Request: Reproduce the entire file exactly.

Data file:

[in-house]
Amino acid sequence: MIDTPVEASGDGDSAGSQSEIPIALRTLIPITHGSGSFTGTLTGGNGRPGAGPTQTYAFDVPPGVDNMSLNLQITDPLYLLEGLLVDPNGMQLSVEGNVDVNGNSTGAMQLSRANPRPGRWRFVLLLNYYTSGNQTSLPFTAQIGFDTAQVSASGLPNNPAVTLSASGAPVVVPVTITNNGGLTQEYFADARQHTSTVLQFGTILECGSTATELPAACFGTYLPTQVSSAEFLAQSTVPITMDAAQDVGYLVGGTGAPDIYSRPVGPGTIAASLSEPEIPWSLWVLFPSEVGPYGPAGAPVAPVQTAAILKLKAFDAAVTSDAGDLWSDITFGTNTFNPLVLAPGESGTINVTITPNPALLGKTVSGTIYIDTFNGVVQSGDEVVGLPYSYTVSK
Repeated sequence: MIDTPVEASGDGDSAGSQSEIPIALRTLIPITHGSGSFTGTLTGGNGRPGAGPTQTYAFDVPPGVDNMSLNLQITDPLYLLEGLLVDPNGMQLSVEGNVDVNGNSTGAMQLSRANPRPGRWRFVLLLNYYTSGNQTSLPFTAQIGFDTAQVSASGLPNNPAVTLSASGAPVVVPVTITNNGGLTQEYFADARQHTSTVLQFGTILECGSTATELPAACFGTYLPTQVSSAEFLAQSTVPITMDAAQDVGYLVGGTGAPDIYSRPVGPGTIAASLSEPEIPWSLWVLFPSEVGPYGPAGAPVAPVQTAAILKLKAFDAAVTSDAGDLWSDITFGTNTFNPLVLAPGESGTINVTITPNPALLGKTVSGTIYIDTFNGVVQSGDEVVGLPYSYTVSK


[in-house]
Amino acid sequence: MIDTPVEASGDGDSAGSQSEIPIALRTLIPITHGSGSFTGTLTGGNGRPGAGPTQTYAFDVPPGVDNMSLNLQITDPLYLLEGLLVDPNGMQLSVEGNVDVNGNSTGAMQLSRANPRPGRWRFVLLLNYYTSGNQTSLPFTAQIGFDTAQVSASGLPNNPAVTLSASGAPVVVPVTITNNGGLTQEYFADARQHTSTVLQFGTILECGSTATELPAACFGTYLPTQVSSAEFLAQSTVPITMDAAQDVGYLVGGTGAPDIYSRPVGPGTIAASLSEPEIPWSLWVLFPSEVGPYGPAGAPVAPVQTAAILKLKAFDAAVTSDAGDLWSDITFGTNTFNPLVLAPGESGTINVTITPNPALLGKTVSGTIYIDTFNGVVQSGDEVVGLPYSYTVSK
Repeated sequence: MIDTPVEASGDGDSAGSQSEIPIALRTLIPITHGSGSFTGTLTGGNGRPGAGPTQTYAFDVPPGVDNMSLNLQITDPLYLLEGLLVDPNGMQLSVEGNVDVNGNSTGAMQLSRANPRPGRWRFVLLLNYYTSGNQTSLPFTAQIGFDTAQVSASGLPNNPAVTLSASGAPVVVPVTITNNGGLTQEYFADARQHTSTVLQFGTILECGSTATELPAACFGTYLPTQVSSAEFLAQSTVPITMDAAQDVGYLVGGTGAPDIYSRPVGPGTIAASLSEPEIPWSLWVLFPSEVGPYGPAGAPVAPVQTAAILKLKAFDAAVTSDAGDLWSDITFGTNTFNPLVLAPGESGTINVTITPNPALLGKTVSGTIYIDTFNGVVQSGDEVVGLPYSYTVSK